Kasama: Night & Day - Visiting the first Filipino restaurant with a Michelin Star
As a huge fan of Filipino cuisine and huge supporter of Asian excellence, I was through-the-roof thrilled to see that Kasama, a Filipino restaurant located in Chicago, received their first Michelin star this year, the very first Filipino restaurant to do so! Yes to more appreciation for delicious foods and amazing cultures!
It was as if the stars had aligned because I found myself planning a trip to Chicago earlier this year and Kasama was the #1 item on the list of food to try. (It would not be inaccurate to say I planned the entire trip around whatever day I could get a Kasama reservation)
If you haven’t yet heard of Kasama, check out their website www.kasamachicago.com as well as their socials to learn more about them!
By day they are a casual traditional Filipino breakfast spot with rice dishes, adobo, sandwiches, and pastries. By night they are a fine dining restaurant like no other, with intimate lighting, old-school Filipino tunes, and the most attentive service. I was lucky enough to experience both of these Kasamas on my first trip to Chicago, both of which were excellent.
If you’re looking to read about a specific experience, feel free to jump to the one that interests you more!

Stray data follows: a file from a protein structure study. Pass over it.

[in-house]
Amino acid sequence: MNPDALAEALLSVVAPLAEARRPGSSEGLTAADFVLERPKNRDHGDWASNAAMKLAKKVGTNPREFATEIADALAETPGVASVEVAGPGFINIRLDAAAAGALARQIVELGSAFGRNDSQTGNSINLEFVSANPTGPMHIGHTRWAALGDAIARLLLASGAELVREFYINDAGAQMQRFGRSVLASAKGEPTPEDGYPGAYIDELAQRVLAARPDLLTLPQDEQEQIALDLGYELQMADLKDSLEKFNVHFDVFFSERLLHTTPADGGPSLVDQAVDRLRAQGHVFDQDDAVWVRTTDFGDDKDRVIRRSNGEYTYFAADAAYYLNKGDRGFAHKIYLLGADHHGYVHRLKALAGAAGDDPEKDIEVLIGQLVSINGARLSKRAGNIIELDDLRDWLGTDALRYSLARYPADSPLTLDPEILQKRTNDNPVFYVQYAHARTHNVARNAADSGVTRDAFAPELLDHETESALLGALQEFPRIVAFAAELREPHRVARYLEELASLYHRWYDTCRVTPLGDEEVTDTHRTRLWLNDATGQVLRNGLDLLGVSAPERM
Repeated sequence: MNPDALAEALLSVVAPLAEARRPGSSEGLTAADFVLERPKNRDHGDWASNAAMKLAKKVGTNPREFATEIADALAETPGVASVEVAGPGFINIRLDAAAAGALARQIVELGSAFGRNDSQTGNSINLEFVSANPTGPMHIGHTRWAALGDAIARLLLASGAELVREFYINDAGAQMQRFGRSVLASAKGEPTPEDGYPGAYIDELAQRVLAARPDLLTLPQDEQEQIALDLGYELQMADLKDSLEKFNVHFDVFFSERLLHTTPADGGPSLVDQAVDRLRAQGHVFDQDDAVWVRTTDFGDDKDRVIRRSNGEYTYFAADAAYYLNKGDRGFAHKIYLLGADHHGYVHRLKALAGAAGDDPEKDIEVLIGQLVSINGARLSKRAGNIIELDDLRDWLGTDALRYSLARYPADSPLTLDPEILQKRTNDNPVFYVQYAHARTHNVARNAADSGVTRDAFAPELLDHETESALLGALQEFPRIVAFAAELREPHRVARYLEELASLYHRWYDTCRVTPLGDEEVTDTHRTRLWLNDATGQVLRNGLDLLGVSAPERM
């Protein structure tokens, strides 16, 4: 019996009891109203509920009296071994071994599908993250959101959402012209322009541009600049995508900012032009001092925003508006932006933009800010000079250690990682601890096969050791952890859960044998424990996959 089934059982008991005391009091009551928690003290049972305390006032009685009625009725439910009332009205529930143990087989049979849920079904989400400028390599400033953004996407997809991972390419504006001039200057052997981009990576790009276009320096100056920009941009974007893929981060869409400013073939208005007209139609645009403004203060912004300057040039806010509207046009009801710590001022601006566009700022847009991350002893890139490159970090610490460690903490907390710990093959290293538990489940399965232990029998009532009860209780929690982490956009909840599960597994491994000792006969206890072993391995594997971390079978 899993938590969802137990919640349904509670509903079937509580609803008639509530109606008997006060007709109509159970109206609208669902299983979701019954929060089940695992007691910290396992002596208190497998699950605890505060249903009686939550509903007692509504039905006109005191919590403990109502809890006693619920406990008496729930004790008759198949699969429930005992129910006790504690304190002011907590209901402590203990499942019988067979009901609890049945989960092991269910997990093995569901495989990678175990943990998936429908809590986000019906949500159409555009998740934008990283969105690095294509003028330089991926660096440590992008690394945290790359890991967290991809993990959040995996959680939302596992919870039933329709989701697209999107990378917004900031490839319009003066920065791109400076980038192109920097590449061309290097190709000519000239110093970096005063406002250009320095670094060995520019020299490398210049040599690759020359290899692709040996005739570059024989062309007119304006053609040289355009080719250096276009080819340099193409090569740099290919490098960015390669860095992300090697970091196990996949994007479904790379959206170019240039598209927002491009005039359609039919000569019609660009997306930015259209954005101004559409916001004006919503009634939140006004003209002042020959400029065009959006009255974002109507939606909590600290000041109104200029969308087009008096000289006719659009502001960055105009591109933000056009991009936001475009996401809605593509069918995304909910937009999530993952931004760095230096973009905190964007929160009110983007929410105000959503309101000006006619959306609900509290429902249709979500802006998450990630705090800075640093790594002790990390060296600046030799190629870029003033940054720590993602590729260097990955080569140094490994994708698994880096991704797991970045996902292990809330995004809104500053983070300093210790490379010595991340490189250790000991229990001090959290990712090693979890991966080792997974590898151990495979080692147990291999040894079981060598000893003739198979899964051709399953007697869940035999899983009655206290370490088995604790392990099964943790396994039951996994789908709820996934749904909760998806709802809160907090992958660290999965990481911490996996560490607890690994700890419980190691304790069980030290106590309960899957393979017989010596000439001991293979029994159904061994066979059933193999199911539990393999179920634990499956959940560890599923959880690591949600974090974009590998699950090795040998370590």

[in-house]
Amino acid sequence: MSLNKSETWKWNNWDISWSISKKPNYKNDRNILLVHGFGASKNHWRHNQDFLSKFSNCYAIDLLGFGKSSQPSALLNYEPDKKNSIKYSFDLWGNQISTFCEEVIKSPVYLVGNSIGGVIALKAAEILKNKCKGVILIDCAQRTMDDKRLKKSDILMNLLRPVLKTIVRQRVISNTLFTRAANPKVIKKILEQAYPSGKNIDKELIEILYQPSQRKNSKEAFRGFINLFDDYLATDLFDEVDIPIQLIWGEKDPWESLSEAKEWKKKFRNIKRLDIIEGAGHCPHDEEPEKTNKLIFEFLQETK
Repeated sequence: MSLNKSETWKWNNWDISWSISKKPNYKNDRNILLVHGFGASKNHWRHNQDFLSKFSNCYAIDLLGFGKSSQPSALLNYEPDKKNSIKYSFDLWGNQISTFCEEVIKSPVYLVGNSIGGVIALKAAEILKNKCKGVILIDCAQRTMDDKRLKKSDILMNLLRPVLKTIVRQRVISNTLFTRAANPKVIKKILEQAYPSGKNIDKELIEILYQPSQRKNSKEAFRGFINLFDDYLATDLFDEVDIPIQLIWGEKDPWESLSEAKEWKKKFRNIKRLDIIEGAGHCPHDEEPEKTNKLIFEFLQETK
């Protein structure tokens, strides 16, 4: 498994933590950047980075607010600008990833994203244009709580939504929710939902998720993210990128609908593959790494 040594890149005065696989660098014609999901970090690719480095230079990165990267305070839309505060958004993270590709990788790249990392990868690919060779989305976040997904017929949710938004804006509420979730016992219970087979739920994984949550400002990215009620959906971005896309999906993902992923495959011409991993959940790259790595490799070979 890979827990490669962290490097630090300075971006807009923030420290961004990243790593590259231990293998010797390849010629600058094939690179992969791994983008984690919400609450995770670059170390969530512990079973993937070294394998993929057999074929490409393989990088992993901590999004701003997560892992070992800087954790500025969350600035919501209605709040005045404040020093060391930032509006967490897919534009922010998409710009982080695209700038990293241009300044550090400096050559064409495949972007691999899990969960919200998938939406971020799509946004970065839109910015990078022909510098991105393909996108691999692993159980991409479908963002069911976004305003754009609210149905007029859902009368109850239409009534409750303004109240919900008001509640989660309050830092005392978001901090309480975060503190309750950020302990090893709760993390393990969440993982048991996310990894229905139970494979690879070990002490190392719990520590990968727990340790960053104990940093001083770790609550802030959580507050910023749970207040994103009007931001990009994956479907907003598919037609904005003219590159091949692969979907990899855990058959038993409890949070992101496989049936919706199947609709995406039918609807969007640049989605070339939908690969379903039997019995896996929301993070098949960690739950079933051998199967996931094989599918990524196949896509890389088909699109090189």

I’ve experienced a few tasting menus in the past, but I wouldn’t consider myself someone well-versed in fine dining. My partner, who was my dinner partner for the evening, had never experienced one before this evening. But contrary to our concerns, there was no pretentiousness to be had at this establishment. Even though this was a fine dining experience, it felt so welcoming and comfortable that there wasn’t anything to be intimidated by. +1 for Kasama.
We were a few minutes early for our reservation, but were seated right away. The server was kind and welcoming, giving us an overview of the evening, also informing us that we were going to receive our menu at the end of the night so that each dish could be a surprise. If you’re also holding out for a surprising evening at Kasama, I’d recommend skipping through the photos so you don’t spoil yourself. But honestly, even if you prepare yourself by knowing the menu, you won’t be prepared for the explosive flavors that come from it!
First Course: Kinilaw